The Dickson County Sheriff’s Office has made a hefty profit selling vapor cigarettes to inmates.
As most people know, e-cigarettes are battery-powered, designed to deliver a nicotine-powered punch to traditional smokers, except through aerosol.
One might wonder when Dickson County, west of Nashville, might begin selling non-alcoholic beer to inmates in the commissary?
But until and if that happens, Don Hall, the county’s director of Accounts and Budget, said Dickson officials will enjoy the e-cigarette windfall.
“We make quite a few dollars off of them. You’d be surprised how they use them things up there,” Hall told Tennessee Watchdog, adding county officials began the practice about a year ago.
“We probably made $75,000 to $80,000 this year alone just on the profit of those cigarettes. It may even go to $100,000 next year.”
County officials place that extra revenue in the general fund, which typically pays for expenses associated with the sheriff’s office, jail, trustee’s office and ambulance services, Hall said.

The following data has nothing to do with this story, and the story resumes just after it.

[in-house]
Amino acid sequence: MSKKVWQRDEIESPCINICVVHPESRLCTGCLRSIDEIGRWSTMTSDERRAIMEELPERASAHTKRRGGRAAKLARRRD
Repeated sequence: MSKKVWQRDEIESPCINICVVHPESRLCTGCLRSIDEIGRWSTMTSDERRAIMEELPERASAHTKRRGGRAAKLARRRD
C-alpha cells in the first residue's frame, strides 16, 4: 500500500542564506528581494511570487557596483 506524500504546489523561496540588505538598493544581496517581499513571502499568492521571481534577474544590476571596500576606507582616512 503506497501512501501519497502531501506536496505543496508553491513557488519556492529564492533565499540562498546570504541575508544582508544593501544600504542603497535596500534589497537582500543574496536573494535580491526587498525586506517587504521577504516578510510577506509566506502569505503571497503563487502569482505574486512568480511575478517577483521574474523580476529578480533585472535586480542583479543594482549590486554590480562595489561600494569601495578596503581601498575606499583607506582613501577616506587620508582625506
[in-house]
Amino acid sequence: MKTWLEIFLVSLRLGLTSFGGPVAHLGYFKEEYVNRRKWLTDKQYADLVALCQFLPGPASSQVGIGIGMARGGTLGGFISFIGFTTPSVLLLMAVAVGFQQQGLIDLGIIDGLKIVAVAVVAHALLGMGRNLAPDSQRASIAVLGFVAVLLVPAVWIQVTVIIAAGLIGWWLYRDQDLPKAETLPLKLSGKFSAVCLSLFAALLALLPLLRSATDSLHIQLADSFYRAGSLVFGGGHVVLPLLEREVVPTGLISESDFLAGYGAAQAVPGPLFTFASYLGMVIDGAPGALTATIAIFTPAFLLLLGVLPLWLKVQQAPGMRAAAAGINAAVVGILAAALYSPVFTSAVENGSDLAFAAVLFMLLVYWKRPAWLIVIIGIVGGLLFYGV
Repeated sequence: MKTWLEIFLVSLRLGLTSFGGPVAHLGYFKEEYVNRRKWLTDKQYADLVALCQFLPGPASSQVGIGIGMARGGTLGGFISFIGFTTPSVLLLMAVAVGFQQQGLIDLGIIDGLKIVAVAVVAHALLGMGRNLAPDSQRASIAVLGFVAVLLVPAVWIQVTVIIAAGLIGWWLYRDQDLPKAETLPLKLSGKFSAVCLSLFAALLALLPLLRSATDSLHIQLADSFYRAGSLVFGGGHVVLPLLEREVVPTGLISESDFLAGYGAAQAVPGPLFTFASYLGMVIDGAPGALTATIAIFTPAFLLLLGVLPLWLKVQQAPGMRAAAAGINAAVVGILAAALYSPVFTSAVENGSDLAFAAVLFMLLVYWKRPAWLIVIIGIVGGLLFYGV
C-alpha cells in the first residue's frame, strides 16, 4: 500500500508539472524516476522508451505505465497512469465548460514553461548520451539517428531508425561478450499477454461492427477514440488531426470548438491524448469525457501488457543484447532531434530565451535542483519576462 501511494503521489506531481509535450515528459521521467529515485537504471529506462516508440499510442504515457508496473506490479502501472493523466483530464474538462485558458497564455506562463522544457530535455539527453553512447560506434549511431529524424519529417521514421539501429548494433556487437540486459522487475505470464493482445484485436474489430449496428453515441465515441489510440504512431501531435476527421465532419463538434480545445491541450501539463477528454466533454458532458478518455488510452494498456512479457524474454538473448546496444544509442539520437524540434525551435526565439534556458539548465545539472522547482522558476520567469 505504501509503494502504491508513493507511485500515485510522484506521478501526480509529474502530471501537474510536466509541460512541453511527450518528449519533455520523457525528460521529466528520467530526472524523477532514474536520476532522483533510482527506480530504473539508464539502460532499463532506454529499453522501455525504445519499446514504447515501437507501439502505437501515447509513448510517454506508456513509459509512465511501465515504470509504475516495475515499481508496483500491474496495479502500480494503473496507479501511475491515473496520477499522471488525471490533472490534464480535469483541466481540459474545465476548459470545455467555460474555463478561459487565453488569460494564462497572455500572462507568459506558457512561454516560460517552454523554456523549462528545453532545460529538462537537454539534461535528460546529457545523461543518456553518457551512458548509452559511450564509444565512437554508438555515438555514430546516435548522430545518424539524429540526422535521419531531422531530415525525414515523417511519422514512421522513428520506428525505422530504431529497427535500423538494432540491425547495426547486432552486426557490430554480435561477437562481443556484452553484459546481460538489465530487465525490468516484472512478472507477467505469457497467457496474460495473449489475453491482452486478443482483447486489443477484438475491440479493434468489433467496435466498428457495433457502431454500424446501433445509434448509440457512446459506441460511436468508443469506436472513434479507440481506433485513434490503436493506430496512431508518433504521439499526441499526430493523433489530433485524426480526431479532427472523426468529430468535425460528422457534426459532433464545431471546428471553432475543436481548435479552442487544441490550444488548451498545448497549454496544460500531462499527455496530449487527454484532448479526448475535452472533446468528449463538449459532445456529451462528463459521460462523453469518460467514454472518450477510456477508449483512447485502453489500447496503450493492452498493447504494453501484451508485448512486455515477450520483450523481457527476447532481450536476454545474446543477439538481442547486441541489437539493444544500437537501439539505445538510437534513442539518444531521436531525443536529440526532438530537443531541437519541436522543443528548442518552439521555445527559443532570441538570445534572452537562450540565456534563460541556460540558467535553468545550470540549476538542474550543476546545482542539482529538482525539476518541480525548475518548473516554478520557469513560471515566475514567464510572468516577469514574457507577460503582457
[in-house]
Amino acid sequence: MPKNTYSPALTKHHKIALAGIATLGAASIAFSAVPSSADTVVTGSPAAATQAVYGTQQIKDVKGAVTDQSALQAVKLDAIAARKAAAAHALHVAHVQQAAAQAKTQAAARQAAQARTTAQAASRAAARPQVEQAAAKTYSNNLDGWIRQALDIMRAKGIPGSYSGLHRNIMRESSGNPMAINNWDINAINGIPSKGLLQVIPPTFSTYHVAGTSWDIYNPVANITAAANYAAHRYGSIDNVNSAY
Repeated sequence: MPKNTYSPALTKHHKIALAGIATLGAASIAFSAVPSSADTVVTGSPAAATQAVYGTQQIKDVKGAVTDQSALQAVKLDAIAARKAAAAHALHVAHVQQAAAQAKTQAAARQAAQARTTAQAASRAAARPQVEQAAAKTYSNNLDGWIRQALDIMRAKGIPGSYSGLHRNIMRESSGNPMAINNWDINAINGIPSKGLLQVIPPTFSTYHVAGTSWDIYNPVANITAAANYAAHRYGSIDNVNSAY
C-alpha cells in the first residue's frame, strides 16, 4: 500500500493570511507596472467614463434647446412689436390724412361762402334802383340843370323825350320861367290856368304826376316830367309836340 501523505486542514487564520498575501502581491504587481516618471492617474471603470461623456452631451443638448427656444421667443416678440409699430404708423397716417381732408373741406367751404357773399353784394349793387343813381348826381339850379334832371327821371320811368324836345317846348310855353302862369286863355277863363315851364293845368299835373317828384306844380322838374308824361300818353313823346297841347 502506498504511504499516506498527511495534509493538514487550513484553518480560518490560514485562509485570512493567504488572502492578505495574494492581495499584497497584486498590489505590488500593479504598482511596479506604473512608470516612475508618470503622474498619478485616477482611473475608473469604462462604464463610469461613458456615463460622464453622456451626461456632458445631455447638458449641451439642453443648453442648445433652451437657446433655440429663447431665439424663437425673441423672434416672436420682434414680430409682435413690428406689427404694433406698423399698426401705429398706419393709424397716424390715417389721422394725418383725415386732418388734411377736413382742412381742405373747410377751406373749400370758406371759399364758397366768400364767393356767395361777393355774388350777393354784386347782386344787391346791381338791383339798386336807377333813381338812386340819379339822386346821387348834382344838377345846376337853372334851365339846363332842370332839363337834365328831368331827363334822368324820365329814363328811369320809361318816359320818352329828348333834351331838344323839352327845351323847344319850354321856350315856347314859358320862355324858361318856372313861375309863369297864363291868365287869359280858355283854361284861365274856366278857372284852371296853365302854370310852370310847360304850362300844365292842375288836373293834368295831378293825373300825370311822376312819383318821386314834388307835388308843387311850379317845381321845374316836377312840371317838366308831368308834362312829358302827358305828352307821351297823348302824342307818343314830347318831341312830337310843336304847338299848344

But is there potential for abuse?
County officials responded by saying they had, in fact, sought competitive bids, but that came later in the year, according to the audit.
“We only got one vendor to even bid on it,” Hall said.
“I’d figure we would have had 10 of those vendors, but we only had one.”
Tennessee Watchdog reached out to the six counties surrounding Dixon to learn whether inmates can buy e-cigarettes in their jail commissaries.
Officials in Williamson, Montgomery and Houston counties said they could not.
A spokeswoman for the Humphreys County Sheriff’s Department said it sells the e-cigarettes, but we were unable to reach officials in Cheatham and Hickman counties.
Dickson County Sheriff Jeff Bledsoe said his jail, like most others, forbids regular cigarettes, and any that get through are contraband.
“I’m not aware of any additional health risks with vapor cigarettes,” Bledsoe said.
“We looked at the devices inside them and to see if there was anything that could be used for some kind of malicious purposes. Once we figured out they were safe to have and couldn’t be fashioned into a weapon, we put parameters in place that these products have to be returned, with no tampering at all, in order to receive another one.”